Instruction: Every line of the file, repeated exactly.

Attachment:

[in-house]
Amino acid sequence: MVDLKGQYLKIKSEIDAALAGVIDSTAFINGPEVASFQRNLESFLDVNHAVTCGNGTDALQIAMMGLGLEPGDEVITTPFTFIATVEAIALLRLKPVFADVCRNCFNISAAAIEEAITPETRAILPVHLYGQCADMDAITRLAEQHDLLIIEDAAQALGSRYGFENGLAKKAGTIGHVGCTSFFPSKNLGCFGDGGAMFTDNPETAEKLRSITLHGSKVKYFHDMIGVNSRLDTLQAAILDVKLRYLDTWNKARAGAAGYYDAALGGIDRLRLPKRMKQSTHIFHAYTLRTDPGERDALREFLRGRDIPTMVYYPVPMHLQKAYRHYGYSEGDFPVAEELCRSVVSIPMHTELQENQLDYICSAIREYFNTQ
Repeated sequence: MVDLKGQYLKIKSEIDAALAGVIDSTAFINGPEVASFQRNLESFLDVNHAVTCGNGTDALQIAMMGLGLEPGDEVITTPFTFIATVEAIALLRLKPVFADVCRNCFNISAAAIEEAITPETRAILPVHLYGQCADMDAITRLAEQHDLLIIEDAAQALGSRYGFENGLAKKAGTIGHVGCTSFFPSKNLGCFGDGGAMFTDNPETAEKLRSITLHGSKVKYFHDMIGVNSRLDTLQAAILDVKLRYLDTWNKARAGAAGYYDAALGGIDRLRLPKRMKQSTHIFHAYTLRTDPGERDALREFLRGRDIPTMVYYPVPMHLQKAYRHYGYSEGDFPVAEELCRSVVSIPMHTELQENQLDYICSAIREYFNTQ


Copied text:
[in-house]
Amino acid sequence: MVDLKGQYLKIKSEIDAALAGVIDSTAFINGPEVASFQRNLESFLDVNHAVTCGNGTDALQIAMMGLGLEPGDEVITTPFTFIATVEAIALLRLKPVFADVCRNCFNISAAAIEEAITPETRAILPVHLYGQCADMDAITRLAEQHDLLIIEDAAQALGSRYGFENGLAKKAGTIGHVGCTSFFPSKNLGCFGDGGAMFTDNPETAEKLRSITLHGSKVKYFHDMIGVNSRLDTLQAAILDVKLRYLDTWNKARAGAAGYYDAALGGIDRLRLPKRMKQSTHIFHAYTLRTDPGERDALREFLRGRDIPTMVYYPVPMHLQKAYRHYGYSEGDFPVAEELCRSVVSIPMHTELQENQLDYICSAIREYFNTQ
Repeated sequence: MVDLKGQYLKIKSEIDAALAGVIDSTAFINGPEVASFQRNLESFLDVNHAVTCGNGTDALQIAMMGLGLEPGDEVITTPFTFIATVEAIALLRLKPVFADVCRNCFNISAAAIEEAITPETRAILPVHLYGQCADMDAITRLAEQHDLLIIEDAAQALGSRYGFENGLAKKAGTIGHVGCTSFFPSKNLGCFGDGGAMFTDNPETAEKLRSITLHGSKVKYFHDMIGVNSRLDTLQAAILDVKLRYLDTWNKARAGAAGYYDAALGGIDRLRLPKRMKQSTHIFHAYTLRTDPGERDALREFLRGRDIPTMVYYPVPMHLQKAYRHYGYSEGDFPVAEELCRSVVSIPMHTELQENQLDYICSAIREYFNTQ